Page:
The Demographic Transition in Post-Communist Societies

Louis R Godena louisgodena at
Sun Sep 29 16:27:16 MDT 1996

Luciano suggests that the rapidly deteriorating social situation from the
late 1980s may also be due

> to a relaxation of censorship and a more open policy of disclosing "bad"
ones [statistics]? After all we are
>talking about the "glasnost" era and the post-Chernobyl years.

Mikhail S. Bernstam,  in his essay  "Trends in the Soviet Population,"  in
Henry S. Rowen and Charles Wolf, Jr., *The Future of the Soviet Empire* (New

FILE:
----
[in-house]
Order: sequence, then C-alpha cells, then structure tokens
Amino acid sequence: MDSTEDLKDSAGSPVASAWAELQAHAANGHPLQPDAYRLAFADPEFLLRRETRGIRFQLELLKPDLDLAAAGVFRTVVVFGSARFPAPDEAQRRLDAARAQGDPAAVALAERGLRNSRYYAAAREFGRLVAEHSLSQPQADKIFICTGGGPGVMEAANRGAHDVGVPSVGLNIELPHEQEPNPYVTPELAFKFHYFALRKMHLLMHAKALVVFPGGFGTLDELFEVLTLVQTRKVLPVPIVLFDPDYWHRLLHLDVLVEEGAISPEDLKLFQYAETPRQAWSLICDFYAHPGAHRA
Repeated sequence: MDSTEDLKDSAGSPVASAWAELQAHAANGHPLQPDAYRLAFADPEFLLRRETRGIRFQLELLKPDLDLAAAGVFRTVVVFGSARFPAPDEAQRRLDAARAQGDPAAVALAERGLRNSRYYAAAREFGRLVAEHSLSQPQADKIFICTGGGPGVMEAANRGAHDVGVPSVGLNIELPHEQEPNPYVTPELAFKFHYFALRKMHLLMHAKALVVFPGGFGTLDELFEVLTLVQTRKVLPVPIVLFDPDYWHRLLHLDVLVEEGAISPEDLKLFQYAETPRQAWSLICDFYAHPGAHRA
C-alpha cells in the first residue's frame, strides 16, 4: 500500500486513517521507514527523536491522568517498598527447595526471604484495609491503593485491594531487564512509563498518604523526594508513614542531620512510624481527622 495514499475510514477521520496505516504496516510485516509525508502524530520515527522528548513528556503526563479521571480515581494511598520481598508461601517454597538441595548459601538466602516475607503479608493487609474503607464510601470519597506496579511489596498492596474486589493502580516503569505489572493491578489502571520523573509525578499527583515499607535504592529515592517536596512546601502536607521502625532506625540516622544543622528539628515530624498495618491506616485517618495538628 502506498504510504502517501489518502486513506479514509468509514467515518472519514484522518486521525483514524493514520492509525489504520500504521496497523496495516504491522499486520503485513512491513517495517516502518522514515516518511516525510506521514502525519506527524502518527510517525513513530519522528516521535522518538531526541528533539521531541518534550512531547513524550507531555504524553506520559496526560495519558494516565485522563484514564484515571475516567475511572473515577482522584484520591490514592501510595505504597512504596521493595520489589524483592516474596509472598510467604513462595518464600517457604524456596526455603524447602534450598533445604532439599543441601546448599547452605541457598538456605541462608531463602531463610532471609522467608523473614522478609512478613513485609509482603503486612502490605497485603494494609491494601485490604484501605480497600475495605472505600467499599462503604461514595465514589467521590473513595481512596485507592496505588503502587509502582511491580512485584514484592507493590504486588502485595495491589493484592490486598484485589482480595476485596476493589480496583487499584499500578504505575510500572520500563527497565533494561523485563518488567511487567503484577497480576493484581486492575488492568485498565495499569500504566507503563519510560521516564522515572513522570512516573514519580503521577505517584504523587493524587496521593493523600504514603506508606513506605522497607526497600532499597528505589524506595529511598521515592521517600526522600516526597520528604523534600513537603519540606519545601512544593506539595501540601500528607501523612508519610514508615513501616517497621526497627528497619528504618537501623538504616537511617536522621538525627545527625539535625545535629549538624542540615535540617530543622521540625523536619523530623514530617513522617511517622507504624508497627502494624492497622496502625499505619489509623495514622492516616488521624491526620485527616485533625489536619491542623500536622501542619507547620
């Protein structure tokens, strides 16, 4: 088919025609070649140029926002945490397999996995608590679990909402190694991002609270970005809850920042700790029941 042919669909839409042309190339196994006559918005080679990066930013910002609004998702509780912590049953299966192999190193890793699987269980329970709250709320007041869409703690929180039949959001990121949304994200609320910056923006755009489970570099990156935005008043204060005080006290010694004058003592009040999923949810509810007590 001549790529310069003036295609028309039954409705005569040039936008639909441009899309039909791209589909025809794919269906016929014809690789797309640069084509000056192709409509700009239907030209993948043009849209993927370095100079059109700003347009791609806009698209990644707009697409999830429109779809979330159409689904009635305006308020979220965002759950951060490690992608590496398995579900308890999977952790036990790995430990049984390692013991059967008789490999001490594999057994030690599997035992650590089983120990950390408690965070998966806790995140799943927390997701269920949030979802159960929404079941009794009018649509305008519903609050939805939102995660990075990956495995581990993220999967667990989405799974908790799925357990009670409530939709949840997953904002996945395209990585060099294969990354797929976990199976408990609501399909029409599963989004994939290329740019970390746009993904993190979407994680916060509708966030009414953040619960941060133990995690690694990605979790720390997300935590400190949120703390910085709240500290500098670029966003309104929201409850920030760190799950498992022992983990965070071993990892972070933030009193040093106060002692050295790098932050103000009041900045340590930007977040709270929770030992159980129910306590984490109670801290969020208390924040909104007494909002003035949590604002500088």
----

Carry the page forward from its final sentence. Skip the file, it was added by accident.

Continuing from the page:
York: 1987, Institute for Contemporary Studies/St Martin's Press),
complains that pre-1980 figures supplied by the Soviet government "do not
correspond to any of the [usual] model situations" used by western social
scientists (p. 197).    This makes it especially difficult to draw sound
conclusions on demographic or behavorial economic convergence for a number
of the years prior to 1980.     For example,  when did actual divergencies
in fertility,  occupational selection,  household strategies of resource
allocation,  etc.  widen between whites and non-whites in the Soviet
population?     Different models are used by Soviet and non-Soviet sources
and in some cases different figures emerge within the same organizations of
both. This problem may have actually been exacerbated with the advent of
the Gorbachev reforms.

Louis Godena

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